The Nigerian Navy (NN) is a branch of the Nigerian Armed Forces. The Nigerian Navy is among the largest Navies on the African continent, consisting of several thousand personnel, including those of the Coast Guard.
The Nigerian Navy owes its origin to the Nigerian Marine. Formed in 1914 after the amalgamation of the then Northern and Southern Nigeria, the Nigerian Marine (as it became known after 1914) was a quasi-military organization. This force expanded to become the Southern Nigerian Marine in 1893. A Northern Nigeria equivalent was formed in 1900. The two Marines were merged in 1914,. The responsibilities of the Marine included administration of the ports and harbours, dredging of channels, bouyage and lighting. It also operated ferry services, touring launches, and other small craft that plied the various creeks and other inland waterways. The first of these new organizations was the Nigerian Ports Authority, which was charged with the running of ports and ensuring safe navigation. The second organisation was the Inland Waterways Department, which took over the running of ferries and touring launches. The third organisation was the Nigerian Naval Force, made up mostly of reserve Royal Navy officers and ex-Service personnel who had been transferred to the Nigerian Ports Authority from the defunct Nigerian Marine. Its primary responsibility was to train the personnel and set up the appropriate infrastructure necessary for the planned Navy. The first basic training establishment for the future Navy — the HMNS QUORRA — was started on 1 November 1957 with 60 junior ratings, who underwent a 6-month basic seamanship course.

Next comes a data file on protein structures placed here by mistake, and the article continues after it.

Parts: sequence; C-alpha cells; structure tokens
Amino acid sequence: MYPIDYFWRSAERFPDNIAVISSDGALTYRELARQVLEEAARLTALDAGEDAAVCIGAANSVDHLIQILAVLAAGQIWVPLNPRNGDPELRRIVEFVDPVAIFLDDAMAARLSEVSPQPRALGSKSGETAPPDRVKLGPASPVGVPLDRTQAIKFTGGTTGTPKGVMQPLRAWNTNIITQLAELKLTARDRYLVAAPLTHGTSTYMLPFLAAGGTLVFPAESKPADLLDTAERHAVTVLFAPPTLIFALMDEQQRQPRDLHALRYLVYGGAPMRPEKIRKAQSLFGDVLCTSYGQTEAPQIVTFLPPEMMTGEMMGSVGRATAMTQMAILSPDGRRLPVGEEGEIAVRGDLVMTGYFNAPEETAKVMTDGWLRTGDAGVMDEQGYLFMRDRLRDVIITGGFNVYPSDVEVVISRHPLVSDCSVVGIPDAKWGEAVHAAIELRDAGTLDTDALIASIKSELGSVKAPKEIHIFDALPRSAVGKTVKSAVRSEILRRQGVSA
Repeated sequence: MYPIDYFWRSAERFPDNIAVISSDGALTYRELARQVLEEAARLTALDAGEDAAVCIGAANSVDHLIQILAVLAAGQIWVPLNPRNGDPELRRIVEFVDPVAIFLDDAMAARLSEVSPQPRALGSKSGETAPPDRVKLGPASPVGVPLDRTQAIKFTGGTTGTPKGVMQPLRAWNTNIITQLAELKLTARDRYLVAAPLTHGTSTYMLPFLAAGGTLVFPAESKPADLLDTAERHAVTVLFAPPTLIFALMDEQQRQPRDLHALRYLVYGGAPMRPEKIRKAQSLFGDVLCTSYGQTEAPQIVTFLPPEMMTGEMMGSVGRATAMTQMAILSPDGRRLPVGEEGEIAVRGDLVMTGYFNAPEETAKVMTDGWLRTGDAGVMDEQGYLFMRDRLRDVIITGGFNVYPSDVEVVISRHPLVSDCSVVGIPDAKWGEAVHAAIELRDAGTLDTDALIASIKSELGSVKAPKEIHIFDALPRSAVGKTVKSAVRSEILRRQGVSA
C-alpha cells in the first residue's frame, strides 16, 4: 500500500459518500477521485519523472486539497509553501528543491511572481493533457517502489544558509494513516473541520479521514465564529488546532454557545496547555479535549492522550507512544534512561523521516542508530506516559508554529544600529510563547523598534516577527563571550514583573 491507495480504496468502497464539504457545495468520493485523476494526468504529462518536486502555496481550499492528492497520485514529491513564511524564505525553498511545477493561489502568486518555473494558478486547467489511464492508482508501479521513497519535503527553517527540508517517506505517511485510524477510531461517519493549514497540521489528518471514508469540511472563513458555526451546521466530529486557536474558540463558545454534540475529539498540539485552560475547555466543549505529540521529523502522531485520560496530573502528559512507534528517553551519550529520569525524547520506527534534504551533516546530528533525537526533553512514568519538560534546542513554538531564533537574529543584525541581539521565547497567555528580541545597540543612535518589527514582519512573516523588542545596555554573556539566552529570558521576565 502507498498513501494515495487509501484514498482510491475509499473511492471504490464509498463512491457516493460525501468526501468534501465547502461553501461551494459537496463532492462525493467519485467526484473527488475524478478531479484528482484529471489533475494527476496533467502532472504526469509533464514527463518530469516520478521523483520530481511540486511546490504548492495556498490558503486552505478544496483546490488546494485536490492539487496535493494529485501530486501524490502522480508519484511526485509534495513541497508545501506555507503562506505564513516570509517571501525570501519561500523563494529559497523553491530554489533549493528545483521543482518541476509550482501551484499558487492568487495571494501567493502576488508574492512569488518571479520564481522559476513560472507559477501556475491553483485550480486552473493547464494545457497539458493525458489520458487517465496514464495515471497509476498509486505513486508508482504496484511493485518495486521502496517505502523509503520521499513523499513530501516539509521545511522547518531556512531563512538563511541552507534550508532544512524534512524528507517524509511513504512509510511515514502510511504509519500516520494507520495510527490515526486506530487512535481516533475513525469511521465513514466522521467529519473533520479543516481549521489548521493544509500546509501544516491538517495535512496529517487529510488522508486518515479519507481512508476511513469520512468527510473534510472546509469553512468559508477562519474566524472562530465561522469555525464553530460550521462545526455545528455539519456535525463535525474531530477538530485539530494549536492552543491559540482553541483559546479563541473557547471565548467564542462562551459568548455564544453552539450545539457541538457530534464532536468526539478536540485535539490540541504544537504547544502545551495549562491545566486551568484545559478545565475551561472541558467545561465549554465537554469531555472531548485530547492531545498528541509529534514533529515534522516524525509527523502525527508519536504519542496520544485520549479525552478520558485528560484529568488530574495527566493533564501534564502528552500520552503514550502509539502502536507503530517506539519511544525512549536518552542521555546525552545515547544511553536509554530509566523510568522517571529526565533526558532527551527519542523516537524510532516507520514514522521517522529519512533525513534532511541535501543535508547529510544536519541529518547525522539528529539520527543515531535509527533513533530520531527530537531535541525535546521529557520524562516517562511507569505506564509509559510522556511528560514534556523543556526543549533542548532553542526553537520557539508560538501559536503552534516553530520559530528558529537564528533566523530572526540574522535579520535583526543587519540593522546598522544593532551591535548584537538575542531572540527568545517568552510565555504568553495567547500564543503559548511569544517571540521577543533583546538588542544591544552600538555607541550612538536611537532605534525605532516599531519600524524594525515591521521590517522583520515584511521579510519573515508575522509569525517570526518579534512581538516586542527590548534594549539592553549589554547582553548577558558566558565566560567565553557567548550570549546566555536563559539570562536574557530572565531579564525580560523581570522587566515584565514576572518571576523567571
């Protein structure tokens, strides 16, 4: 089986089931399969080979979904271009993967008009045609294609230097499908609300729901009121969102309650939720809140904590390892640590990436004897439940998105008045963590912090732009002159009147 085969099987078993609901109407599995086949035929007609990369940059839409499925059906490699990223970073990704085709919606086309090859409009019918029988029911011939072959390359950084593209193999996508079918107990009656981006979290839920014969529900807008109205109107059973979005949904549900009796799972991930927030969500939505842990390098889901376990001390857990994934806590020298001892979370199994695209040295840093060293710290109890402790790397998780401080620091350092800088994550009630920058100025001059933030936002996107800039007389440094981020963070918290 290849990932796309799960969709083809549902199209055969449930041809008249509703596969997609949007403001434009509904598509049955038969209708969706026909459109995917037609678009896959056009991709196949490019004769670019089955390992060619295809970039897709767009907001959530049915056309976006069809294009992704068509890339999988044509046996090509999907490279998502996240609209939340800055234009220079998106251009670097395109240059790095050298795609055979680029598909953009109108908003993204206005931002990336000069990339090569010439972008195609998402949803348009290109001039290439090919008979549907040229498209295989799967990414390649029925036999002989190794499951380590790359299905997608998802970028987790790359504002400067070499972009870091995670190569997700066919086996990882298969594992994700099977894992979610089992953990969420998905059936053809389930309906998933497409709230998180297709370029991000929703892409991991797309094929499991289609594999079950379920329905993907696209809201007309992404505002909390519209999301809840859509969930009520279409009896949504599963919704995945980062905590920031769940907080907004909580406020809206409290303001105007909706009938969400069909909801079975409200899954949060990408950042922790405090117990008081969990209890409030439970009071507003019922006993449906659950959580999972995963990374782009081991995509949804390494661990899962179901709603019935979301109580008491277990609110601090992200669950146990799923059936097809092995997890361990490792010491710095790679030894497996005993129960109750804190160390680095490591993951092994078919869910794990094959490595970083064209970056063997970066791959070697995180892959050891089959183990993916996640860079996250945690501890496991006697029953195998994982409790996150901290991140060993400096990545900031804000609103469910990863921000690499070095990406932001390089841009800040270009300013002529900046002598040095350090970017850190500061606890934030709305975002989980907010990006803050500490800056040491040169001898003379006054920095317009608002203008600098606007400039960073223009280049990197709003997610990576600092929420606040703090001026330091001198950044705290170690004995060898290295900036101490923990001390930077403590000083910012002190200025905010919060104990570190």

In July 1959, the Nigerian Naval Force was transformed into a full-fledged Navy when Queen Elizabeth granted permission for the Force to use the title ‘Royal Nigerian Navy’. The title was changed to the ‘Nigerian Navy’ in 1963 after Nigeria became a republic. The constitutional task of the Navy was expanded in 1964 after the repeal of the 1958 Ordinance. The new law, known as the Navy Act of 1964, for the first time tasked the Navy with the “naval defence of Nigeria.” Other tasks assigned the Navy by the 1964 Act were essentially coast guard duties, namely: assisting in enforcement of Customs laws, making hydrographic surveys, and training officers and men in naval duties.
These tasks were essentially routine functions of any Navy. Consequently, the naval leadership began to mount pressure on the political leadership to re-define the constitutional role of the Navy. In 1993, this pressure yielded the desired result and under a new law, Armed Forces Decree 105 (now known as the Armed Forces Act), was incorporated as part of the 1999 Constitution. The Navy was given expanded military and constabulary roles, especially in the oil and gas sectors of the Nigerian maritime economy.